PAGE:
I haven’t felt like a real playwright in a while.

And I thought about writing a whole blog post about how much that was messing me up and making me feel absolutely terrible but then I thought…

What do we all need during Virgo season? A pep talk before we get back to work.

So I had a wild idea. I would ask a couple of playwright friends when they first felt like a playwright and the response was overwhelming. I am 100% sure this will need to become its own blog. It needs its own inspiring space. And there are so many playwrights I didn’t have a chance to ask.

And I got such an amazing response. I cried. I applauded. And it completely changed my outlook on my writing and this career as a whole. And it was such an amazing response, I had to split it up over TWO blog posts.

Here’s part 1.

Jaisey Bates

1. When’s the first time you were like “I’m a playwright”? What was that moment like? Was it a reading? Was it when you wrote your first play? Or has that moment not happened yet?

Always and forever wrote poetry. Weird strange poetry. Kinda spoken word-esque nonlinear ‘outside the lines’ sometimes narrative odd cadence’d sometimes persona poetry. Then whilst at Circle in the Square I started writing performance pieces shorts monologues scenes for my ‘sans auditions friends’ and I (me) who dared with beings and bodies to dream outside SOP cstg lines.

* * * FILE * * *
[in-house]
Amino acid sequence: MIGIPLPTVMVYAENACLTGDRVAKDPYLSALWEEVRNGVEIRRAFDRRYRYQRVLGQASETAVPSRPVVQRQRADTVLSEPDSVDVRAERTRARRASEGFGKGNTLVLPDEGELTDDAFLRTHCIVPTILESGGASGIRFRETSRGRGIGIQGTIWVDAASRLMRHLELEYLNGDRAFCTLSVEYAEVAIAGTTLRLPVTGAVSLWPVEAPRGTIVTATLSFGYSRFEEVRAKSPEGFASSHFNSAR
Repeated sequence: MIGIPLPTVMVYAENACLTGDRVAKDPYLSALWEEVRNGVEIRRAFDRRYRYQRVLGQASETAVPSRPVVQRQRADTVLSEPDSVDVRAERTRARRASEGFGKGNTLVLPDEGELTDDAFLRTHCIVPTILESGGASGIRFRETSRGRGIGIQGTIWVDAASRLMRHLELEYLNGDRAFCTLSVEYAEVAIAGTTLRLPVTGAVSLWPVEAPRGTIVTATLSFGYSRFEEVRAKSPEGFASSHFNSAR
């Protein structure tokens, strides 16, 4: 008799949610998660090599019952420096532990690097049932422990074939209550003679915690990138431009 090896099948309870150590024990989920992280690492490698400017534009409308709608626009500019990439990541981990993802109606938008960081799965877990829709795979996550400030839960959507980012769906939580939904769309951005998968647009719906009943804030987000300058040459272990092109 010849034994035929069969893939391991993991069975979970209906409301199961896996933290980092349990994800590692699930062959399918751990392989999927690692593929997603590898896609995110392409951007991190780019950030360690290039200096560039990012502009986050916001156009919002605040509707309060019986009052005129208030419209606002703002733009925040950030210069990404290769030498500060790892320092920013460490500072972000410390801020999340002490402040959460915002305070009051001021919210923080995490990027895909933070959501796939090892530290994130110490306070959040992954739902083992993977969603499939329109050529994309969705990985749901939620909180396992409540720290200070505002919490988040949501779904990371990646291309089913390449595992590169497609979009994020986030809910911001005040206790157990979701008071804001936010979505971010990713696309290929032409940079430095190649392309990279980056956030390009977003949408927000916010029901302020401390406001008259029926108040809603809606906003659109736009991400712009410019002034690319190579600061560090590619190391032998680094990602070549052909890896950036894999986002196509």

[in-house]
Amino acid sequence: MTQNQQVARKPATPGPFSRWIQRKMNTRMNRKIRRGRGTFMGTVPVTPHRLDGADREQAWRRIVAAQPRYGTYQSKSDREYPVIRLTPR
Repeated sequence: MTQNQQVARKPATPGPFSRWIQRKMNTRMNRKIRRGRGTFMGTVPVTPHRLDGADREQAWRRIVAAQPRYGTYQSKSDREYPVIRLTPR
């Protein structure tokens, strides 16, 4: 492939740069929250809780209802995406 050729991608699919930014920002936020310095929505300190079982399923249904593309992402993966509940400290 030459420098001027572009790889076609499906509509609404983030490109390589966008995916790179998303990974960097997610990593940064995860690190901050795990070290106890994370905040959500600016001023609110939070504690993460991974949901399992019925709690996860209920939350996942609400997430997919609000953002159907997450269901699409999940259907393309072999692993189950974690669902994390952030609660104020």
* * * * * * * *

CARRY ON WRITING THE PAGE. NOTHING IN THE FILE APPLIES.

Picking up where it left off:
One of these creations ended up as a short play that I in beautiful naiveté  sans mentors teachers guidance etc. sent uber raw sans proper format etc. to Actors Theatre of Louisville for their short play festival. I got a rejection but along with the rejection I received A Note from a judge who said he wasn’t supposed to write but he felt compelled to encourage the author to continue writing b/c (listing lovely attributes for words).  I carried a copy of that letter with me for A Long Time. A Really Long Time. Because his words made me feel visible worthy real. As a playwright.